Managed Markets: Meet Formulary Fred...
Fred's rapport-building skills would lead to tremendous financial returns, as the line of blockbusters was long for him to choose from around the industry. He was good at working a room and wearing you down with his charm. Fred did well. But like those of his generation, he wanted more, and soon.
Fred landed an account manager position in the early 2000s and has been in it ever since. As a brand leader, do you have many people like Fred in this role today? If so, that should send a shiver throughout your entire being when you think about your brand's current and future performance.
The golden elixir (formulary access)
Now, you cannot blame all of this on Fred. You see, back when he was growing into the account manager role, his pharmacy director customers were in the glory days of their own industries: health plans and pharmacy benefit managers (PBMs) were making money. At the time, all that seemed to matter was winning the arms race for the most covered lives under pharmacy management.
Pharma was along for the ride, as second-tier formulary access was the golden elixir that lined the road to managed-markets prosperity. The art of the deal was to add your brand to the preferred three, four or even five agents that crowded the blockbuster categories. Fred (and his colleagues) did that by offering performance-based and even simple access-rebate agreements. Just getting in the game was the game, because what customers revered in Fred was the relationship and rebate dollars.
More than a decade later, changes in medical technology, economy and the demographics of disease changed the definition of value in the US healthcare industry—and quickly. What happened?
To start, simple financial-based decision making started to erode. The folks paying all the bills (employers, unions, state and federal governments) saw price escalation and inconsistent quality. Words like “comparative effectiveness,” “appropriate use” (by patient-type) and “outcomes” started to creep into the conversations between Fred and his customers. Suddenly Fred's approach to managed markets success was being fundamentally challenged. The challenge today—your challenge—is to find out if Fred and his friends can make the jump to this new marketplace at the same pace as his customers.
Must-haves for the managed markets team
So here you sit with aggressive revenue plans, shrinking sales representative access and the specter of healthcare reform hovering over your brand. Will Fred and the rest of your account management team be ready to take you through the next one-to-three years? Let's look at the criteria for near-term success:
n Access: Just like sales reps' targets, those of account managers are also reducing access. Fred needs new information and insights on how his brand is performing and adding value. Think about Fred's challenge as knocking on the front door of your company, and his task as getting access to your president/CEO—not easy by any means and possibly even tougher at the customer. How much of your brand's budget goes toward keeping Fred in front of his customer promoting your product? The rebate should be enough you say, right? Not anymore.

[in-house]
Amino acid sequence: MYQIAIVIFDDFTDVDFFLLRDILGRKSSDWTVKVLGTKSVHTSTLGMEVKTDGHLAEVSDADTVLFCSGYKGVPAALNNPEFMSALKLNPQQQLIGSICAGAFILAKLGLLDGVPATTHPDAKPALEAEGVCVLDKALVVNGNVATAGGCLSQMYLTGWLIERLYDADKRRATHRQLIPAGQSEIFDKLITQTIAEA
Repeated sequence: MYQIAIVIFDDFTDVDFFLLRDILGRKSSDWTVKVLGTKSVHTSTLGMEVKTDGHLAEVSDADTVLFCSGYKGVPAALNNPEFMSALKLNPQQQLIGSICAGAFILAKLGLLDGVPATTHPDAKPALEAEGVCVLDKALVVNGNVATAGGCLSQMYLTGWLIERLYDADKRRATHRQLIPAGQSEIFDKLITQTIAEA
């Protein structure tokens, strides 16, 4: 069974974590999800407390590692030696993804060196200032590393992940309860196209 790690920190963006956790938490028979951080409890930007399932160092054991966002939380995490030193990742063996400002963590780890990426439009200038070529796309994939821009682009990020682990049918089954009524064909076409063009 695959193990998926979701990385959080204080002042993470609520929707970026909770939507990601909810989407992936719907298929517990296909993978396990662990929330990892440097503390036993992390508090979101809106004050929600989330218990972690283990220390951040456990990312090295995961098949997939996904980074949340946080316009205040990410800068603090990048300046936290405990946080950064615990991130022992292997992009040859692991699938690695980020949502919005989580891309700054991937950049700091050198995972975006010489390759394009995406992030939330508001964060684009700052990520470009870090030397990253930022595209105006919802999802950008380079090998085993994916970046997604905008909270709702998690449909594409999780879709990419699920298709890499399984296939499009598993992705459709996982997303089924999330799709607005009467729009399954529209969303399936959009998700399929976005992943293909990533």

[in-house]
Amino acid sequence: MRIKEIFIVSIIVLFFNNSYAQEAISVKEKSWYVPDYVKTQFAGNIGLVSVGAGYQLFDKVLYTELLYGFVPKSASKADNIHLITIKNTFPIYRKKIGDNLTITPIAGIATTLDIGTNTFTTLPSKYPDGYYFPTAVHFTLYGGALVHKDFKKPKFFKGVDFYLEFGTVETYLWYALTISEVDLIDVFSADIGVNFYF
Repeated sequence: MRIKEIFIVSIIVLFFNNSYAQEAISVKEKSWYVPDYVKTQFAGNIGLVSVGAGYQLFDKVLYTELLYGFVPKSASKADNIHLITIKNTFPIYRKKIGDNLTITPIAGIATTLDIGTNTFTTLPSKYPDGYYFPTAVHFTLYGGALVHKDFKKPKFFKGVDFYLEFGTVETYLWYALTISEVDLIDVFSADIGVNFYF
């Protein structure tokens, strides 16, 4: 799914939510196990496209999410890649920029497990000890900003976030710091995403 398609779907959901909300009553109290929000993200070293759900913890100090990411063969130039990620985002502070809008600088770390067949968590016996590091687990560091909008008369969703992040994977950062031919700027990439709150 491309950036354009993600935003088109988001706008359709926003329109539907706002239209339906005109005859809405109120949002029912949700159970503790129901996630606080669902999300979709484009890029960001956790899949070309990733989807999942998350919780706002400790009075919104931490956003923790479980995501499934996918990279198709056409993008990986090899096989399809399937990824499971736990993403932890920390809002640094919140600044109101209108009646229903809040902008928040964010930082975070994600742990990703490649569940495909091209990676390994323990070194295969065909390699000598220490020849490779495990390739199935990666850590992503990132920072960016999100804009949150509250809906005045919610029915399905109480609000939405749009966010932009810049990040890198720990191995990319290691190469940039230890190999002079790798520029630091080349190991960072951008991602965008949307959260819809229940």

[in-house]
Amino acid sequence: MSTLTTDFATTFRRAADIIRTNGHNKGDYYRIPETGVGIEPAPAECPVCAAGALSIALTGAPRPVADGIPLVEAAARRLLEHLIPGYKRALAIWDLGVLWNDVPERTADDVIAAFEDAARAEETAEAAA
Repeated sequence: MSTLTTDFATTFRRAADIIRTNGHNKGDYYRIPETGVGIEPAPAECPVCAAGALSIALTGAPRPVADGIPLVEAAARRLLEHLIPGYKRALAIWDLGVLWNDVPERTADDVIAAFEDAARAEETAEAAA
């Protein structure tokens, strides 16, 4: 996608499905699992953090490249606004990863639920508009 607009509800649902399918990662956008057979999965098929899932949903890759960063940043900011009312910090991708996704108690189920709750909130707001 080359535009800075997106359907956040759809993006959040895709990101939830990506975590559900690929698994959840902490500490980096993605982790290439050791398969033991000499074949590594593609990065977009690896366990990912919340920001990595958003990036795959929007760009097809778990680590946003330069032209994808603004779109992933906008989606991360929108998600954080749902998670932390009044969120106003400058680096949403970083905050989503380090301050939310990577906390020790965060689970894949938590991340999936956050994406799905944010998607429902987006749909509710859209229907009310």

• Sales force allegiance: Are Fred (your account manager) and sales aligned and in agreement on what success looks like? Or, does Fred keep sales at a distance from the account because he's afraid some rogue rep is going to call up the health plan's CEO and rail on him/her for access? Fred needs to be linked with sales leadership. How many of Fred's accounts have ever met a sales leader? Given the hyper competitive environment, it's more important than ever that if you get the preferred “nod,” that the account meets the leadership who will translate that access to success at the physician level.
• Marketing mindset: Brand leaders know they have to bring a marketing “mix” to effectively reach a customer. In managed markets terms, this isn't necessarily a blend of print, personal and social media, but rather a mix of health economic, clinical benefits and safety, and a roll-up of all that into a portfolio of “value” messages. Each customer has multiple decision makers that need to hear a story about your brand that matches up with what they hold important. Can Fred define what those are? More importantly, can he plan and execute a plan to make sure each is on a path to appreciate and support your brand's core position?
The above items will help you understand and appreciate your in-line challenges, but what about new products in phase III? Is Fred the guy to analyze the impact of your new product or device and assist in its eventual launch? It depends. In this instance, check your account manager team for a few more must-haves: